CafePress, Inc. (NASDAQ: PRSS) has concluded a merger agreement under which it would become a subsidiary of Snapfish, LLC. But the complaint for this class action alleges that the terms of the merger agreement and tender offer are not in the interests of CafePress shareholders. Instead, it says, CafePress’s board of directors has been influenced by terms that will benefit only themselves.
The class for this action is all stockholders of Cafepress common stock who are being and will be harmed by the merger under consideration.
CafePress sells personalized products, such as T-shirts, mugs, and home goods. It operates from its US website as well as websites for the UK, Canada, and Australia and sells some of its products through other online retailers.
The tender offer, which expires on November 8, 2018, offers an all-cash deal of $1.48 per share. But the complaint claims that CafePress has recently shown “sustained and solid financial performance.” It also has a new, improved website that its CEO says “will ultimately result in improved search engine optimization and the return of revenue lost from lower traffic.” The company also said its Retail Partner Channel is growing. For these reasons, the complaint claims that the money offered in the merger agreement for shares of the company should be higher.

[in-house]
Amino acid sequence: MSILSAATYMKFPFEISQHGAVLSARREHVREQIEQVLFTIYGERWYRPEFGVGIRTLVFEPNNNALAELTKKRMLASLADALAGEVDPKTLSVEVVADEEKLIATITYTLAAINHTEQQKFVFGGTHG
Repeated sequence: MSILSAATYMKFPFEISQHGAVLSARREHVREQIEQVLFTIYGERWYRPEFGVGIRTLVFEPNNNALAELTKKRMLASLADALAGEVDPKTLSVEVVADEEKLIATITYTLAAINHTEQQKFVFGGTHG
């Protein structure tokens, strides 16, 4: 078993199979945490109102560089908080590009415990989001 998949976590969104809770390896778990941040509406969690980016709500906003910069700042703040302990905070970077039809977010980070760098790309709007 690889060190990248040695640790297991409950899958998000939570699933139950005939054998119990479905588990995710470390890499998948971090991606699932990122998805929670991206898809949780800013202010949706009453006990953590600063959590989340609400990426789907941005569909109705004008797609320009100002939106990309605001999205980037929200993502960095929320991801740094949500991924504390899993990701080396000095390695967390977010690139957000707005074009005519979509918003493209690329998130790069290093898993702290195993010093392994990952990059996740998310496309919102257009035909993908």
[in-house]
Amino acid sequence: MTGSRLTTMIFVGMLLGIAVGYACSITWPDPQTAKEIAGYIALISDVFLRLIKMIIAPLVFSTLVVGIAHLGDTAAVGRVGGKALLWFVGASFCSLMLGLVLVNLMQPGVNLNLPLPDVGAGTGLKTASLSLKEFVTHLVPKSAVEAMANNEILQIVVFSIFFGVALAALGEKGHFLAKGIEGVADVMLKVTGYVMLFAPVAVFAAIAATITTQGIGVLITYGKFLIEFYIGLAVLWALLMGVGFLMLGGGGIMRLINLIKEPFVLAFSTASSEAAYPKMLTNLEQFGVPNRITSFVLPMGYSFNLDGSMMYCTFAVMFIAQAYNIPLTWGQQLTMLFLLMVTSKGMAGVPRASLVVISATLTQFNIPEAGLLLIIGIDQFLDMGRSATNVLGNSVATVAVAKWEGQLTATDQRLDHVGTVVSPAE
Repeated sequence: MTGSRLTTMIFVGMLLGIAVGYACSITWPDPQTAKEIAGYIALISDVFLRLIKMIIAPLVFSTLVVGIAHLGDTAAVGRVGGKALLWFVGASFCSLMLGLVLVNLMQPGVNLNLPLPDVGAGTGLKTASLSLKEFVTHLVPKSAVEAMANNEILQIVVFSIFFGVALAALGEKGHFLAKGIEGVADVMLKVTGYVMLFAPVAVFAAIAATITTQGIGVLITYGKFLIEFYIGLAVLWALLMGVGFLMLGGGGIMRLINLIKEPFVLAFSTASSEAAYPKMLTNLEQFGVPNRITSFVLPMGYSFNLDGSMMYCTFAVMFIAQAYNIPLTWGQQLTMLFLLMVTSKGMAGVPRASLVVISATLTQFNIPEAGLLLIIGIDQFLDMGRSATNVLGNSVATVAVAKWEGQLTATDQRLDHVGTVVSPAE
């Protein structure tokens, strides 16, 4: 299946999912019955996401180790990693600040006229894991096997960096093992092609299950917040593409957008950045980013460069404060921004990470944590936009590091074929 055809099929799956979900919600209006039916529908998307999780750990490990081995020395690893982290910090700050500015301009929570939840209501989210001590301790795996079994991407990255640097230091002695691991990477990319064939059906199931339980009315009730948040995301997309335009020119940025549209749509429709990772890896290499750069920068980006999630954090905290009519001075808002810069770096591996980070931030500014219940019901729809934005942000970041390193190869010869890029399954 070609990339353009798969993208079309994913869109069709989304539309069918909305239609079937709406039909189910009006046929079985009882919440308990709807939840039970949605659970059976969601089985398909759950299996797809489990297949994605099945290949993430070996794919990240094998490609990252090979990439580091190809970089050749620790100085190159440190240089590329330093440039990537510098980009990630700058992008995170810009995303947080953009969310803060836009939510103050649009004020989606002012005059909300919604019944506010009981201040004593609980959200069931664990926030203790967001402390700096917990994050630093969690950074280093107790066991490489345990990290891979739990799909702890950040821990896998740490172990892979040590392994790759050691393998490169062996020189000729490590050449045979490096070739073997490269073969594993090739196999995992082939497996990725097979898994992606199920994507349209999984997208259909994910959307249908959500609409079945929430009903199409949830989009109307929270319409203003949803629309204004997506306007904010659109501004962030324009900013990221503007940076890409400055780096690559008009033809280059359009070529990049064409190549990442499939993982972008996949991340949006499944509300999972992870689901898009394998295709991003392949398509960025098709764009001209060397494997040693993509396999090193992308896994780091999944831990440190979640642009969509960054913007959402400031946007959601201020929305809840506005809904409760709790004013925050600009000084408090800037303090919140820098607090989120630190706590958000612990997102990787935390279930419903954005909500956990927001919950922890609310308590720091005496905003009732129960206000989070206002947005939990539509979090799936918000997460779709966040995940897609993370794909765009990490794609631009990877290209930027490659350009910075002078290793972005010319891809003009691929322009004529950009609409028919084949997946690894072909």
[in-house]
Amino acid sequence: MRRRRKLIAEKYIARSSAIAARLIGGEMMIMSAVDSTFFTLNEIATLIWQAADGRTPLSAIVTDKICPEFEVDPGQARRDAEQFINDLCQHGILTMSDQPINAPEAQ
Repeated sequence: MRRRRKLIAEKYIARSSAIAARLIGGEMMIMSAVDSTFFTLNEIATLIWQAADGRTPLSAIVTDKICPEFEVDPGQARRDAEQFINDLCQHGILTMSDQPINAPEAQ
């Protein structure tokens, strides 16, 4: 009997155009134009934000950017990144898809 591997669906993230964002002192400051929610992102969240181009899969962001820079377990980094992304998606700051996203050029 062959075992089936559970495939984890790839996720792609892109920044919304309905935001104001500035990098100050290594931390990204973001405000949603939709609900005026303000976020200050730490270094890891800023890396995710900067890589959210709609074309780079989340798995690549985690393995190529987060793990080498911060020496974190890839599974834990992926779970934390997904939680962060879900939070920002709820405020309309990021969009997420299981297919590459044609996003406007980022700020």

Why is the deal not better? The complaint claims that sales process “was flawed and inadequate, was conducted out of the self-interest of the [board of directors], and was severely compromised by the Board’s strategic plans causing the Company to hemorrhage value throughout the process.”
Also, the complaint says, during the process, “the Board failed to implement a proper market check or attempt to play interested parties off one another to drive up the deal price.” The complaint claims the merger has significant synergistic benefits for Snapfish.
The complaint says that the Solicitation/Recommendation Statement filed with the Securities and Exchange Commission (SEC) is not clear about the nature and details of confidentiality or nondisclosure agreements the company entered into during the process.
What is clear is that if CafePress accepts a different transaction, it might have to pay up to $12.6 million to Snapfish. This penalty would make the company more expensive for any other purchaser. The agreement also contains “no solicitation” provisions.
According to the complaint, while the board has a fiduciary duty to shareholders, its loyalties have been divided. It says that company insiders own “large, illiquid portions of Company stock” that they will be able to exchange for “significant consideration.” Also, the complaint says, the agreement contains certain employment provisions, including “golden parachute” packages.
The complaint claims that the board has breached its fiduciary duties, and that the company and it have violated Sections 14(d), 14(e), and 20(a) of the Securities Exchange Act of 1934.